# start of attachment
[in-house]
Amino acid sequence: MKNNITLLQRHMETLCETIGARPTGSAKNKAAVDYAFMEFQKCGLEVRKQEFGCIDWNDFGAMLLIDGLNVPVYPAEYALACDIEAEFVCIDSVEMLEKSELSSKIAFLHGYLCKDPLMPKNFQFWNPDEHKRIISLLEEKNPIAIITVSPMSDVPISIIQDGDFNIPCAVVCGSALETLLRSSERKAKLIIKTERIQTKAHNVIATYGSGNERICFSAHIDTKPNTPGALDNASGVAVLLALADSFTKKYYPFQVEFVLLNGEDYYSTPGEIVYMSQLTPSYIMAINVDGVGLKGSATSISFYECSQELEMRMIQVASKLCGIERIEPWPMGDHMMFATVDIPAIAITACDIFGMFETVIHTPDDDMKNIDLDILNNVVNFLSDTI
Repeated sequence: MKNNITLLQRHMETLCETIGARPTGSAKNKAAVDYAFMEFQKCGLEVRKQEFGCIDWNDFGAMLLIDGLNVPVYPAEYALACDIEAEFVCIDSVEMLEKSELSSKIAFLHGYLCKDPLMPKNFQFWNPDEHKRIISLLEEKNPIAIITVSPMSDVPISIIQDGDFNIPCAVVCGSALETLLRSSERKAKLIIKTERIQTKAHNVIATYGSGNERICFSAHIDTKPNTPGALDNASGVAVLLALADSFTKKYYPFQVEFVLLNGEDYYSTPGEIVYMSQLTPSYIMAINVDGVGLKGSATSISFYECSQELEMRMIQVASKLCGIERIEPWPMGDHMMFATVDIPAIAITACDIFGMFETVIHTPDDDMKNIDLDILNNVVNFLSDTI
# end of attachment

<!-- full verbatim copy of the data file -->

[in-house]
Amino acid sequence: MKNNITLLQRHMETLCETIGARPTGSAKNKAAVDYAFMEFQKCGLEVRKQEFGCIDWNDFGAMLLIDGLNVPVYPAEYALACDIEAEFVCIDSVEMLEKSELSSKIAFLHGYLCKDPLMPKNFQFWNPDEHKRIISLLEEKNPIAIITVSPMSDVPISIIQDGDFNIPCAVVCGSALETLLRSSERKAKLIIKTERIQTKAHNVIATYGSGNERICFSAHIDTKPNTPGALDNASGVAVLLALADSFTKKYYPFQVEFVLLNGEDYYSTPGEIVYMSQLTPSYIMAINVDGVGLKGSATSISFYECSQELEMRMIQVASKLCGIERIEPWPMGDHMMFATVDIPAIAITACDIFGMFETVIHTPDDDMKNIDLDILNNVVNFLSDTI
Repeated sequence: MKNNITLLQRHMETLCETIGARPTGSAKNKAAVDYAFMEFQKCGLEVRKQEFGCIDWNDFGAMLLIDGLNVPVYPAEYALACDIEAEFVCIDSVEMLEKSELSSKIAFLHGYLCKDPLMPKNFQFWNPDEHKRIISLLEEKNPIAIITVSPMSDVPISIIQDGDFNIPCAVVCGSALETLLRSSERKAKLIIKTERIQTKAHNVIATYGSGNERICFSAHIDTKPNTPGALDNASGVAVLLALADSFTKKYYPFQVEFVLLNGEDYYSTPGEIVYMSQLTPSYIMAINVDGVGLKGSATSISFYECSQELEMRMIQVASKLCGIERIEPWPMGDHMMFATVDIPAIAITACDIFGMFETVIHTPDDDMKNIDLDILNNVVNFLSDTI